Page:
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Pastor 'deeply sorry' for sermon telling women to keep slim, be sexually available in marriage

Pastor 'deeply sorry' for sermon telling women to keep slim, be sexually available in marriage

Stewart-Allen Clark
Pastor of First General Baptist Church in Malden, Mo., Stewart-Allen Clark. |

Stewart-Allen Clark, a General Baptist minister in Missouri, has apologized after telling women in his congregation to keep slim, wear makeup and be sexually available for their husbands to keep their marriages healthy.

“In the sermon, I made insensitive remarks about women and made statements deemed unbiblical,” said Clark in a statement posted on the website of First General Baptist Church of Malden, Missouri.

“To the ladies within the church, ladies in the community, and those viewing our Livestream; I want to say I am deeply sorry for any and all pain or distress that my words brought on you,” he added in the statement addressed to “Dear Church & Community.”

The pastor took a leave of absence starting Feb. 28 after receiving backlash in response to the sermon, first highlighted by artist Reagan Williams in a Facebook post. According to Word and Way, Clark has since been reaffirmed by church deacons, but it is unclear when he will return to the pulpit. 

In his February sermon, Clark quoted 1 Corinthians 7:4 to encourage women to be sexually available for their husbands, which says: “The wife hath not power of her own body, but the husband: and likewise also the husband hath not power of his own body, but the wife.”

“So whenever she’s not in the mood [take out your body],” he said.

Earlier in the sermon, the pastor told the audience that husbands need their wives to stay attractive to keep them interested in marriage.

“I want you to know a need that a man has that he won’t ever tell you about. But since I’m the preacher man, I’ll say it. Your man needs an attractive wife,” he declared.

“I really don’t believe women understand how visual men are. … I really don’t think women understand how important it is for a man to have a beautiful woman on his arm. It’s really important to a man to do that,” he said, questioning why women appear to stop paying attention to their physical appearance after marriage.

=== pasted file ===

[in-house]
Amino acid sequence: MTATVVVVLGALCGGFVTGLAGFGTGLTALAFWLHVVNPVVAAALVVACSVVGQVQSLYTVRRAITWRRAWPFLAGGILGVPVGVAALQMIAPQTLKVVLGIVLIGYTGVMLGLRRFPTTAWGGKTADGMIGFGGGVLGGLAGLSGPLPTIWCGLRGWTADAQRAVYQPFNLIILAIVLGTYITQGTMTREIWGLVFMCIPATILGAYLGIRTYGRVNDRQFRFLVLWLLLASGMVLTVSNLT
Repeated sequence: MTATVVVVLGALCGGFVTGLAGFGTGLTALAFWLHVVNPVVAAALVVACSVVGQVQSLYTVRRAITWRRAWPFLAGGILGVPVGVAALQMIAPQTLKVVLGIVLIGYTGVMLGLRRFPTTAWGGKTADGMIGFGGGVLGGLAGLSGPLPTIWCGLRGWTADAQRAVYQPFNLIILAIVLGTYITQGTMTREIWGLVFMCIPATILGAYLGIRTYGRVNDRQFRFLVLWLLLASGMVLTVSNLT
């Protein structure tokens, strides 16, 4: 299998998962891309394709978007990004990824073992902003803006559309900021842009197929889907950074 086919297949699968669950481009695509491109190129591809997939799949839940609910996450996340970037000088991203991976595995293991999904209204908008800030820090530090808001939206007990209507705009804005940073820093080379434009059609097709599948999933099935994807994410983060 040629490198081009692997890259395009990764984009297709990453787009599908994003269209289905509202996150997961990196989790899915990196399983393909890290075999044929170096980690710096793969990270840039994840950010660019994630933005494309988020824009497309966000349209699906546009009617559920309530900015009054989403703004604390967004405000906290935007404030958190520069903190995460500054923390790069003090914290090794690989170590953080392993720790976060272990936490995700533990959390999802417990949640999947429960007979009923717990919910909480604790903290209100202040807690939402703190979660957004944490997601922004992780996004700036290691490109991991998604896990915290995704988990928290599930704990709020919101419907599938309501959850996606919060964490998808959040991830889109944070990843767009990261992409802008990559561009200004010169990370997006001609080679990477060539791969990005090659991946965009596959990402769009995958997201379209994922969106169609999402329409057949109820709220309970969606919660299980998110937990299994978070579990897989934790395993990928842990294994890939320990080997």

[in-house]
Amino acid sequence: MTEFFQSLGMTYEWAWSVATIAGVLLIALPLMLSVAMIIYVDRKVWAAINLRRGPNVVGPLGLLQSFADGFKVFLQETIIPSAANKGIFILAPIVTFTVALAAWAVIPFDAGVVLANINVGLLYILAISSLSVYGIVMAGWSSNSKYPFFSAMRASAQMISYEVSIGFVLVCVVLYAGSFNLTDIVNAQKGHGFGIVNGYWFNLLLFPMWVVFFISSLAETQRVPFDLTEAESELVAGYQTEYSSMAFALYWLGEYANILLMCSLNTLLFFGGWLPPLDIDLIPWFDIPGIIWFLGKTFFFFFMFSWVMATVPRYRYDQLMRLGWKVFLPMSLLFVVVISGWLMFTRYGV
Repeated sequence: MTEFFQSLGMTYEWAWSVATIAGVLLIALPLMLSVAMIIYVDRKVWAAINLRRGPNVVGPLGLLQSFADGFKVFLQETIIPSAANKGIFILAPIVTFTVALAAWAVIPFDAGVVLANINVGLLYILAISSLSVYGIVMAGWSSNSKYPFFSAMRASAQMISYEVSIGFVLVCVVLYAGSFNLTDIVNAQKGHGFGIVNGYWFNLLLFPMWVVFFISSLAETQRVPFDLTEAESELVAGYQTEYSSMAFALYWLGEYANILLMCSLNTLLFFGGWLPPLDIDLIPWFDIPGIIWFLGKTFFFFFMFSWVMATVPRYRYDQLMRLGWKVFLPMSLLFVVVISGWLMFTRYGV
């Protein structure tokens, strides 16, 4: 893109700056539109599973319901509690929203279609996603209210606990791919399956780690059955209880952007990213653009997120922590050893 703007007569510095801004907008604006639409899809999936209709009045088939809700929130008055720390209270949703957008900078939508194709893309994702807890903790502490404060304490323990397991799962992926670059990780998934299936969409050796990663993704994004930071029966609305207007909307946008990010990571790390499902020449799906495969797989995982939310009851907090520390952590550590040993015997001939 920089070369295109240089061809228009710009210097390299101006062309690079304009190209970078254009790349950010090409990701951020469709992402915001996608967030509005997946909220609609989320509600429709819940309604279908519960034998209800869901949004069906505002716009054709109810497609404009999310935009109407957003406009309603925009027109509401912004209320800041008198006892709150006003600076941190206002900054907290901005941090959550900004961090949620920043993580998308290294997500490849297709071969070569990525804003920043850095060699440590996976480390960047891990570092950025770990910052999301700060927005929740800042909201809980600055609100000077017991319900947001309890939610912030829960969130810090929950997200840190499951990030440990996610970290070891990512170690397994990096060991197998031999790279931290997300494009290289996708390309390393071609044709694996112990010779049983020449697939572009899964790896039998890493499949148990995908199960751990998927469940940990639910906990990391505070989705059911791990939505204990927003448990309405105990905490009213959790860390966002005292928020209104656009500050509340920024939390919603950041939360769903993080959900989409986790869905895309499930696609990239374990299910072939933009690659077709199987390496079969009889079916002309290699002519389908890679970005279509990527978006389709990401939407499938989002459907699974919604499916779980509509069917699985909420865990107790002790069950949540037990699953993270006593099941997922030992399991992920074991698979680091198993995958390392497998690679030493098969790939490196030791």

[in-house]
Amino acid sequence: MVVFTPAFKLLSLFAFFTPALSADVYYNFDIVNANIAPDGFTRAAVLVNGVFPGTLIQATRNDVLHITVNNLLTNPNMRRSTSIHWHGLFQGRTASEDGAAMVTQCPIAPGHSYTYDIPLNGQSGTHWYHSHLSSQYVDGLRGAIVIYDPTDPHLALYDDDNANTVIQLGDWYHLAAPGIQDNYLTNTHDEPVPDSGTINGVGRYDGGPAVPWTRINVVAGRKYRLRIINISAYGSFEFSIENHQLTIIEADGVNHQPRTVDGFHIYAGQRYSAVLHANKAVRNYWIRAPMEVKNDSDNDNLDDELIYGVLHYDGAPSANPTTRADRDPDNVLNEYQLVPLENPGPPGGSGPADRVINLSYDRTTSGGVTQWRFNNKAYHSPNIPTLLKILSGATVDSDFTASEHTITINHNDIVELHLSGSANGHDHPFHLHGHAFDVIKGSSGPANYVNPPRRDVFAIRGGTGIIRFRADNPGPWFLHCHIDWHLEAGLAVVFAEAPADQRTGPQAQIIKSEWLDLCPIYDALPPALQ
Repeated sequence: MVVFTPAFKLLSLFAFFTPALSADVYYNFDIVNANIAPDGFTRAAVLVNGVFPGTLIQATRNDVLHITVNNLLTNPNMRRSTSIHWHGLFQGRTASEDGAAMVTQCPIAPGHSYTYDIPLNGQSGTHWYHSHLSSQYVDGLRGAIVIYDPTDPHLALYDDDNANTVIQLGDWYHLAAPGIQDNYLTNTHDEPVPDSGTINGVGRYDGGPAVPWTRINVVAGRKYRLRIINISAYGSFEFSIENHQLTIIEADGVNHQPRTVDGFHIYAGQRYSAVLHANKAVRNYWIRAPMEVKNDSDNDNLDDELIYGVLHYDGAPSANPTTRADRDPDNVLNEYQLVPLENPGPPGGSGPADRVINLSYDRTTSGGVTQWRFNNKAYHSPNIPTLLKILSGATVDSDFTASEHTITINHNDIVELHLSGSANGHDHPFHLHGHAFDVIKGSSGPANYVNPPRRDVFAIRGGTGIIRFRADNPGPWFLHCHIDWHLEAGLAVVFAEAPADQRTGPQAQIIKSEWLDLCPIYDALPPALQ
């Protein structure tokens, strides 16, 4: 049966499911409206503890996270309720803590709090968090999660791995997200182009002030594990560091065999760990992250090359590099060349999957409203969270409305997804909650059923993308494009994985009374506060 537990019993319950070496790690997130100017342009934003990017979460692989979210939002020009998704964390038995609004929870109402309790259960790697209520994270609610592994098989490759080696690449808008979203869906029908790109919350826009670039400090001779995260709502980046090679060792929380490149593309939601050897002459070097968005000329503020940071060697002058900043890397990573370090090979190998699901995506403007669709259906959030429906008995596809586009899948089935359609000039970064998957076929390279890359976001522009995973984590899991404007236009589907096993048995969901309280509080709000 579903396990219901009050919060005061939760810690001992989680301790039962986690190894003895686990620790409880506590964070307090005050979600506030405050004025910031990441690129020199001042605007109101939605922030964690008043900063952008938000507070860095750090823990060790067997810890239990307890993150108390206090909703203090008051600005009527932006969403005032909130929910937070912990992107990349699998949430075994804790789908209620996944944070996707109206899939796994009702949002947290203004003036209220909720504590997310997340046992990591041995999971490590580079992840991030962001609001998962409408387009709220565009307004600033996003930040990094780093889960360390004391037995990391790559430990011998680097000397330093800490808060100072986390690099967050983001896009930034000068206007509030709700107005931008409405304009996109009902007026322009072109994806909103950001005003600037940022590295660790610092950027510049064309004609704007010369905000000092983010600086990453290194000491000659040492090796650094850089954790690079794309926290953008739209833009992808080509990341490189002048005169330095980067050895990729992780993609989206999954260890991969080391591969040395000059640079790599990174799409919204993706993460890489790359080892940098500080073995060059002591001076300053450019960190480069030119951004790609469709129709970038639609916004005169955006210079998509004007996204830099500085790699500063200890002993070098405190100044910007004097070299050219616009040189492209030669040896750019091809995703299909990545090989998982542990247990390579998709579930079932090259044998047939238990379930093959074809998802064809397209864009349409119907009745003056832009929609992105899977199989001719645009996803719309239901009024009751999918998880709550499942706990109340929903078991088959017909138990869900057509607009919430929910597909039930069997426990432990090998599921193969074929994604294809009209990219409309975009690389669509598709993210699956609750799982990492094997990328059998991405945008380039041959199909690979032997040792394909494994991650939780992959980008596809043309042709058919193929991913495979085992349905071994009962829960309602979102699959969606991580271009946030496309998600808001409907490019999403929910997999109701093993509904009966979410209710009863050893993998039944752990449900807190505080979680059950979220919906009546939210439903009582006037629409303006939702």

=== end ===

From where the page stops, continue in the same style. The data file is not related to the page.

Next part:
“Why is it that so many times, women, after they get married, let themselves go? Here’s how way too many women are — ‘I’ve got him now, the chase is over.’ Hey, that’s where you’re wrong. The chase ain’t never over,” he said.

He explained that his wife, who has had three children, gained weight during her pregnancies, but she responded to her weight gain by getting involved with the Weight Watchers program and he joined her to show his support.

“Because she knows it’s important. I want a good-looking woman on my arm,” he said of his wife. “She wasn’t always a bean pole, but she is now. She has lost a lot of weight. She is thin and she wants to look attractive herself and she wants me to look at her and nobody else. One of her favorite expressions is ‘food never tastes as good as skinny feels.”

In his new statement, Clark said he's been meeting with a professional counselor during his leave of absence.

“I want to say to the church that I’m truly sorry that I embarrassed you,” he said in the statement.

“I recognize and understand that what I said was imprudent and discourteous. I sincerely ask for your forgiveness and to be restored as your pastor. I genuinely believe this is the best way forward.”

After the sermon went viral, First General Baptist Church, a member of the General Baptist denomination, announced in a statement that Clark’s message was not consistent with their values.

The denomination also noted that Clark had resigned as moderator for the General Association of General Baptist meeting scheduled for July 2022.

In a statement posted beside Clark’s on the church's website, the deacons of the church also apologized for being “complacent” and accepting “God’s blessings toward our church as signs of His favor without adequately attending to our responsibility that the complete principles, truths, and love of Christ are presented from our church’s pulpit."

“We, the deacons of the First General Baptist Church of Malden, Missouri, offer this unreserved apology to our congregation, our surrounding communities, our denomination, and the followers of Jesus Christ everywhere,” they wrote. “We bear the blame for not offering our pastor counsel, correction, and restoration when errors or inappropriate content was presented.”

The deacons urged prayer for “unity and harmony” in the congregation in the days ahead. 

“We are called to model Christ’s love through forgiveness and restoration toward our Pastor,” they wrote. “This is our goal and we encourage the congregation toward the same love and forgiveness.”

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